On a strangely warm morning in January, Pepper and Daisy and I puttered around the yard before the torrential rains came.
The hairy bittercress had sent up its small, sturdy, white-flowering stalks in various locations.
The tiny blue blossoms of Birdeye speedwell had opened in the rock garden.
“Look at the pretty weeds of January!” I said to the girls.
“Why are they called weeds, not flowers?” Daisy asked, all innocence and eagerness. It’s her first midwinter in the world.
“That is one of the eternal questions,” I replied. “We can call them flowers, if you like,” I added.
“But they are weeds,” Pepper noted.
“Yes, they are weeds,” I agreed.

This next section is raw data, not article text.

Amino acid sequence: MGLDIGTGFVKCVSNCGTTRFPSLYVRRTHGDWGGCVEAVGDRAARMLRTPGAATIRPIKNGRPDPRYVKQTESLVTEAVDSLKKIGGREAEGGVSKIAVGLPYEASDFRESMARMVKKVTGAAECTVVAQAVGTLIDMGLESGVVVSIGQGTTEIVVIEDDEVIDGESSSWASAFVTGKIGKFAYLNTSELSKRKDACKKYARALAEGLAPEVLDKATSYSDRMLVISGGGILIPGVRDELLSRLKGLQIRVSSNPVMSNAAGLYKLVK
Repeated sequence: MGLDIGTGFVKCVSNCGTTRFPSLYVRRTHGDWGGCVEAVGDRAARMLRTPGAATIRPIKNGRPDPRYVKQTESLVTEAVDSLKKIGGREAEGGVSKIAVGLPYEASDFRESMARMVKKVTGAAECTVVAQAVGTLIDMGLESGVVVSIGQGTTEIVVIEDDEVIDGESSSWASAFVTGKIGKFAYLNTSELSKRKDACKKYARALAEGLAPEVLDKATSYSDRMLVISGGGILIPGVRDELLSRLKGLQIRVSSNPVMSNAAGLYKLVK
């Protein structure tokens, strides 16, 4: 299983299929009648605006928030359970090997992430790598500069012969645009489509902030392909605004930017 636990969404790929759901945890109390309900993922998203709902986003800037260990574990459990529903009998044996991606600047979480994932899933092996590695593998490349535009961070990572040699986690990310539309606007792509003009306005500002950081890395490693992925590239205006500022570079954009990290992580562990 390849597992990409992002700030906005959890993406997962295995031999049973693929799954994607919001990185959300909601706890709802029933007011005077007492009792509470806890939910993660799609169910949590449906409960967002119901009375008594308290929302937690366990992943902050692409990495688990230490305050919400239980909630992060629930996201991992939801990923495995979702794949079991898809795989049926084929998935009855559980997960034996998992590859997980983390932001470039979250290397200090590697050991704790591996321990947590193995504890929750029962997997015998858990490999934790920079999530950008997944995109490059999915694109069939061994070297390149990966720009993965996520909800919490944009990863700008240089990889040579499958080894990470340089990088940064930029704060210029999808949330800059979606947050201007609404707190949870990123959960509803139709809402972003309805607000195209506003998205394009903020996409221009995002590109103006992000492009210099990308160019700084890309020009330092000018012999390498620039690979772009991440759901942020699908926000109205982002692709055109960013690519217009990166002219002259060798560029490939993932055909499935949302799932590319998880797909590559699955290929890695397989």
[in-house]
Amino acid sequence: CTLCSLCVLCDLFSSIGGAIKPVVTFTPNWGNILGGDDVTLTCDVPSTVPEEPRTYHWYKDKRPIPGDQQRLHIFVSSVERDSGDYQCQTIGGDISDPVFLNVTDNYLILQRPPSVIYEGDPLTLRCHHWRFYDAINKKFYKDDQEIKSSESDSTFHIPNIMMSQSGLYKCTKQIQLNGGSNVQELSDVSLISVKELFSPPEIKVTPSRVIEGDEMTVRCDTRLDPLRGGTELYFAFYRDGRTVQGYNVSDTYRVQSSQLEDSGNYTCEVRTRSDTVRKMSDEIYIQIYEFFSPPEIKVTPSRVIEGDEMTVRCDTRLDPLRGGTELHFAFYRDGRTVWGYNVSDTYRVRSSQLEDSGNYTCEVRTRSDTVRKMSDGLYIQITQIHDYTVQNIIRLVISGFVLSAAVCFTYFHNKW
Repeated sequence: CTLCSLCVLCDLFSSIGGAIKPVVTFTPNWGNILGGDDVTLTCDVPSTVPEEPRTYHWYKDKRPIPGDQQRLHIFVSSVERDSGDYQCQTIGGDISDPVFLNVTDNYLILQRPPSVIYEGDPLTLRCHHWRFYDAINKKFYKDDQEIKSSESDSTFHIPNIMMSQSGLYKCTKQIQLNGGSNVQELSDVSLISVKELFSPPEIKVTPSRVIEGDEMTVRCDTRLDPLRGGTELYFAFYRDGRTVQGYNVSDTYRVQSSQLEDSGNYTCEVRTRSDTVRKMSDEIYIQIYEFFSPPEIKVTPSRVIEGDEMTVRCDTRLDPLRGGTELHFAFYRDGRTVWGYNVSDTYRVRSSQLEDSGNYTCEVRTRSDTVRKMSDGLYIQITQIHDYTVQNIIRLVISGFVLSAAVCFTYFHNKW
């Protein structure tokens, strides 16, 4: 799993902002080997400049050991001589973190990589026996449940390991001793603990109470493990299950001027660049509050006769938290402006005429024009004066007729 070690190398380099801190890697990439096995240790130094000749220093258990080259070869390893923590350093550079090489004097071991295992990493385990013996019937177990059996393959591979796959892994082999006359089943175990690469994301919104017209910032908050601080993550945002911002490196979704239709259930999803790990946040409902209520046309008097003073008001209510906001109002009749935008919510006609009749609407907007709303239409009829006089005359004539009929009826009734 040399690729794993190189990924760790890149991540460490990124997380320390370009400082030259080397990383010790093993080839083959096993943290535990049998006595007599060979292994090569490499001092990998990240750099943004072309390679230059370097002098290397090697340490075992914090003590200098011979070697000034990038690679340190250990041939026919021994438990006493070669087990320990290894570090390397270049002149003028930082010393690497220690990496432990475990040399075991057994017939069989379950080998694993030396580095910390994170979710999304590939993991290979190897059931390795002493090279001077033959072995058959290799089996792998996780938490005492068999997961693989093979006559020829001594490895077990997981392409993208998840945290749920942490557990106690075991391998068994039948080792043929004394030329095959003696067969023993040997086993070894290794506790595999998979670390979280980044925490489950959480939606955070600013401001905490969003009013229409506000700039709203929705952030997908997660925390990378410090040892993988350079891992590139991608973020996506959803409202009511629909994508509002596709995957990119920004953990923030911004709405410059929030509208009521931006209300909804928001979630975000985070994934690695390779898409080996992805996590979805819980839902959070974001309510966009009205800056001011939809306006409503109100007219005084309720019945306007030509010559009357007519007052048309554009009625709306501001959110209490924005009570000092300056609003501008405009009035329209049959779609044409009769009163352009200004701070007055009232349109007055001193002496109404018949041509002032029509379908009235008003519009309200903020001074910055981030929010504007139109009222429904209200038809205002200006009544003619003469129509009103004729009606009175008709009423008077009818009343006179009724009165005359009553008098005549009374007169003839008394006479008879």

“I love the little flowers!” Daisy exclaimed.
“And I do too,” I said, as she scampered to the purple pansies in their container. Pepper stayed behind, sighing.
“Is she really here to stay?” she asked, with a sideways glance at Daisy. “If so, I have a few questions as well, namely:
Why does she behead the pansies?
Why does she scatter the cardinals?
Why does she put your slipper in the window?
And why does she chase the leaf caught by the wind?”
“Ahhh, more eternal questions, Pepper,” I replied. “She is figuring out the world. She is figuring out her own strength – her own talents – her own interests. Sometimes, maybe, she is doing things simply because she can. Why do you think she grooms the inside of your ears, and licks your nose and face, and falls asleep cuddled up to you when you let her?
Pepper softened and smiled. “Because she’s a very smart puppy.”
“Should we keep her?” I asked. “I think she’d like to stay.”
“I’ll get back to you on that,” Pep responded, dashing off to run with her friend Hotch along the fence line while I pulled Daisy away from murdering the pansies.